I broadcast this commentary via WFIU in 2003. Sadly, it is still pertinent today.
Can you criticize Israel and not be an anti-Semite? Of course you can. Sometimes, though, anti-Semitism does hide behind such criticism. Israel's critics say "We act only from compassion for the Palestinians!" That's great. We all need compassion.
Saddam Hussein committed an environmental and cultural genocide of the 5,000 year-old Marsh Arab culture. In Iran, thousands of homosexuals have been executed. In Syria, torture is commonplace. Saudi Arabia, Egypt, Algeria, Sudan – all have human rights records much worse than Israel's. And yet Israel's critics hear, speak, and see no evil when it comes to these countries.
Israel's critics talk as if Israel alone has power, and is if Jews rule the world: If only Israel were nicer to the Palestinians, everything would be hunky dory. But that's just not true. Palestinians have power as well. They often use it to blow up civilians. Why don't Israel's critics mourn when Israelis are murdered? Also, from the terrorists who planned the Bali bombing to Pakistanis who forced Daniel Pearl to admit to being Jewish before beheading him on camera to thugs in France who beat up Jewish kids on the street, Palestinians have formidable self-declared allies, and all Jews must always watch their step. Why don't Israel's critics acknowledge Jewish vulnerability?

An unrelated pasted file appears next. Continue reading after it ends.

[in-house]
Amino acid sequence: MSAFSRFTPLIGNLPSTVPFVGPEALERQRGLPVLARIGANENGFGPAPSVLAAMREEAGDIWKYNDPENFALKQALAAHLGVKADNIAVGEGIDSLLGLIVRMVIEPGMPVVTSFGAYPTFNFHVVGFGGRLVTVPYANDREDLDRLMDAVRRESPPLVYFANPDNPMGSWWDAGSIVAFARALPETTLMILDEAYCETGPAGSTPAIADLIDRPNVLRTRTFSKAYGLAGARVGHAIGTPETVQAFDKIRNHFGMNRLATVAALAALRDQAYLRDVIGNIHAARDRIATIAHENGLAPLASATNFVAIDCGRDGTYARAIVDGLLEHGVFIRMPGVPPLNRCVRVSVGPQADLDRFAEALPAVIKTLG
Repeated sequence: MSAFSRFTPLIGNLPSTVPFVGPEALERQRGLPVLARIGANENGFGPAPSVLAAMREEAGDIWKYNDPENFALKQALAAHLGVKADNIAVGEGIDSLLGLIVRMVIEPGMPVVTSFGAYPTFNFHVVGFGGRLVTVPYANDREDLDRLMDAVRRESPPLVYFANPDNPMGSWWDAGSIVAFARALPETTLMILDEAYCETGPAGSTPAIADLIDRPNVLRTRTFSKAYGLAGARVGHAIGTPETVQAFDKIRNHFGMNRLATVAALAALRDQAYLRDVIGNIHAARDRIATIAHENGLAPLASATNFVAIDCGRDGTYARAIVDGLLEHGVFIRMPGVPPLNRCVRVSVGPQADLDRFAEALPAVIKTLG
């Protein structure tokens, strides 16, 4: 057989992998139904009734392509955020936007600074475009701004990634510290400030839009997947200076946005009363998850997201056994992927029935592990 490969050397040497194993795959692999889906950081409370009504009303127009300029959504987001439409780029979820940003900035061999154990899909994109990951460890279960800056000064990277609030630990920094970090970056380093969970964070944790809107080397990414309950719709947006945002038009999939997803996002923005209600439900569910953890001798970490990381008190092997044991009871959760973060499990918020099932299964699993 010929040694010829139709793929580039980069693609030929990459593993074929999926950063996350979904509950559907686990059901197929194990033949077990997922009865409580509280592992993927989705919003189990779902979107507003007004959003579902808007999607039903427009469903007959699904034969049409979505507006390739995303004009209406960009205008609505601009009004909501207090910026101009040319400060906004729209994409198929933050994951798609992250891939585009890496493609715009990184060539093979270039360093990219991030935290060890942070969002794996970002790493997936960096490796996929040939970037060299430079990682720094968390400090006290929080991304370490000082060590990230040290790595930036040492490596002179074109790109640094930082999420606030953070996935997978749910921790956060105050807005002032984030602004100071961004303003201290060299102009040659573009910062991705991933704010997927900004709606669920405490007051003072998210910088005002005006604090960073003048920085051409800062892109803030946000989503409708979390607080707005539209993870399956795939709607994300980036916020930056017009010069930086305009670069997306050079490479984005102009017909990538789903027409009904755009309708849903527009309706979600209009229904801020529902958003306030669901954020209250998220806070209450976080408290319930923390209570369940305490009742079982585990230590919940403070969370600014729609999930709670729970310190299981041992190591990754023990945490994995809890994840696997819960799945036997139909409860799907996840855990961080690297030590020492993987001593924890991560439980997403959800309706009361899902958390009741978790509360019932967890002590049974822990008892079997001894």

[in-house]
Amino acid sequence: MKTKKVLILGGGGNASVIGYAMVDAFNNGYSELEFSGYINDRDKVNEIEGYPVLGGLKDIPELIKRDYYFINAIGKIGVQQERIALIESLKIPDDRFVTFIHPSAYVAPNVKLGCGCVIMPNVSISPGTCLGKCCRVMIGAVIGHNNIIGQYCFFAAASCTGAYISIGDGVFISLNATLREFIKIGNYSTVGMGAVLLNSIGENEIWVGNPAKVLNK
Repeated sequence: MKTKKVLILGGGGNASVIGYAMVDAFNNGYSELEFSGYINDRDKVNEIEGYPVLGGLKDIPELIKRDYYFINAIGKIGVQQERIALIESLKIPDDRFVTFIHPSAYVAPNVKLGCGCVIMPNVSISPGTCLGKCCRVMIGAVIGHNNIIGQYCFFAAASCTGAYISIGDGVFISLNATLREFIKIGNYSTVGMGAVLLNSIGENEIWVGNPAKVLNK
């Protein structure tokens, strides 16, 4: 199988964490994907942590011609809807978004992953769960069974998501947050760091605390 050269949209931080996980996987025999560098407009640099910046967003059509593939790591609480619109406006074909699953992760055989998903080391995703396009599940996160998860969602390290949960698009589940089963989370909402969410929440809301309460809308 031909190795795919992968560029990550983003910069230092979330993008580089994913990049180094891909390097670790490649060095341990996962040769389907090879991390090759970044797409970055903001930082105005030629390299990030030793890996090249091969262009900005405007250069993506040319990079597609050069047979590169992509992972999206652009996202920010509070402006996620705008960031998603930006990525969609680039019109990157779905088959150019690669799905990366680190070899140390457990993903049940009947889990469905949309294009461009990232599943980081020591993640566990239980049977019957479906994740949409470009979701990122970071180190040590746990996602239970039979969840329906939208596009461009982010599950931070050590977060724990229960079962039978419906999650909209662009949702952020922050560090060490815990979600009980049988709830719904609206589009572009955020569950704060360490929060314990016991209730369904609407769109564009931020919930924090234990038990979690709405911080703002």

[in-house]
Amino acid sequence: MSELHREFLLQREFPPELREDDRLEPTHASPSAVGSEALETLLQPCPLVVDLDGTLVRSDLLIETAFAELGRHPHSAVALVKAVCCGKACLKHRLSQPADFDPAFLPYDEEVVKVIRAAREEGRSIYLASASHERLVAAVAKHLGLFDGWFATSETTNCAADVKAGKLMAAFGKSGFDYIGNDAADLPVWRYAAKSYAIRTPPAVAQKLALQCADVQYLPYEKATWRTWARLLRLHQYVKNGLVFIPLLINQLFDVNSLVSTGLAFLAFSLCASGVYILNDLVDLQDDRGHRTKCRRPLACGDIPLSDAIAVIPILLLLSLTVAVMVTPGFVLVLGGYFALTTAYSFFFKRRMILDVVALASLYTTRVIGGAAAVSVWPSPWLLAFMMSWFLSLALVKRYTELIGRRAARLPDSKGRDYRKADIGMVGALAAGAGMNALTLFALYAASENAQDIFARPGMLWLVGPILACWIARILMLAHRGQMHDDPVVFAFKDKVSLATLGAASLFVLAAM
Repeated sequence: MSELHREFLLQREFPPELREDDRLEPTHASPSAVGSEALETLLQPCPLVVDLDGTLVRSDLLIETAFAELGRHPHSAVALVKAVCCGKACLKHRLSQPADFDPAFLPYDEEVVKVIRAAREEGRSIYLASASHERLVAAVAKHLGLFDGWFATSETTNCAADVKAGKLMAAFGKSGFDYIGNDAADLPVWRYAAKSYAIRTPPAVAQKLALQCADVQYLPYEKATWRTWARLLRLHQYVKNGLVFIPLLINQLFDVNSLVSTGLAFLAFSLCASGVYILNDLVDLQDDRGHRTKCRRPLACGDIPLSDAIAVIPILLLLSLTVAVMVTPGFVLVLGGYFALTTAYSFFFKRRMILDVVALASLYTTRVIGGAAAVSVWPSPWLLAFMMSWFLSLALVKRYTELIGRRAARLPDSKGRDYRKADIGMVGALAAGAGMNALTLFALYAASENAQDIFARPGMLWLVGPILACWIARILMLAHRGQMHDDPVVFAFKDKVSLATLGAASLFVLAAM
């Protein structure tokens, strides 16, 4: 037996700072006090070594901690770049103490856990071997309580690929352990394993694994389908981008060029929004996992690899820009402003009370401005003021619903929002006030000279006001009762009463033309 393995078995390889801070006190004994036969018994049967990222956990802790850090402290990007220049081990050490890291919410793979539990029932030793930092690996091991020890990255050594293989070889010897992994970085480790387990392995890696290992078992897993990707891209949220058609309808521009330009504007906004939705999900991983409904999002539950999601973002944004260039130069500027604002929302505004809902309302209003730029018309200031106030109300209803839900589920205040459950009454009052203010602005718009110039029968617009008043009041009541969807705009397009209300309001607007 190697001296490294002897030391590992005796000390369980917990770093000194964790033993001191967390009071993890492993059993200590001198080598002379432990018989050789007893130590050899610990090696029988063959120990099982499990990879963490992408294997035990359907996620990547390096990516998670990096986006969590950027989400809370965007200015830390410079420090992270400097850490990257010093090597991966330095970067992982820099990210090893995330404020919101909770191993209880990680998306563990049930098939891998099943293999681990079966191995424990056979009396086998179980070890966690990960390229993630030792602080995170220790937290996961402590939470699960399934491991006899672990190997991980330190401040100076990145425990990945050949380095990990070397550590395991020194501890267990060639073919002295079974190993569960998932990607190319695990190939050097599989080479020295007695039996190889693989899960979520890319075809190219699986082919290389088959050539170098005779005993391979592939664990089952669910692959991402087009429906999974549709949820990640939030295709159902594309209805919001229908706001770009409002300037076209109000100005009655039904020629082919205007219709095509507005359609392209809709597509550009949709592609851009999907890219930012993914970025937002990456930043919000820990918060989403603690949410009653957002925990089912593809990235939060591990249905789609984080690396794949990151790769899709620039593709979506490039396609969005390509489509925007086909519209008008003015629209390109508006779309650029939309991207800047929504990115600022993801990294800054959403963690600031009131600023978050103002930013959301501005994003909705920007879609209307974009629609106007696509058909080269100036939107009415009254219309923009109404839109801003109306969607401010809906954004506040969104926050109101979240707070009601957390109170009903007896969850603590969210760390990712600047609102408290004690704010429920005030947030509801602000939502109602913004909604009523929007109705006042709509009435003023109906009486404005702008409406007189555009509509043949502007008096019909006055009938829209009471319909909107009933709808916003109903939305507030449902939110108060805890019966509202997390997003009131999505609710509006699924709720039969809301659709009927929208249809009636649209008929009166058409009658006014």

Muslim countries have been generating the kind of anti-Semitic propaganda that the Nazis produced. Egyptian television, Saudi newspapers, and Palestinian schoolbooks contain materials honed to inculcate their audience with a genocidal hatred of Jews. Why don't Israel's "honest" critics talk about that?
When confronted with these facts, some argue, "Zionism is to blame!" In other words, Muslims never bear any responsibility for anything they do – it's always some Jew's fault. And that's just morally wrong.
Anti-Semitism is a poison that plunged the world into one of its most destructive cataclysms. It should always be denounced.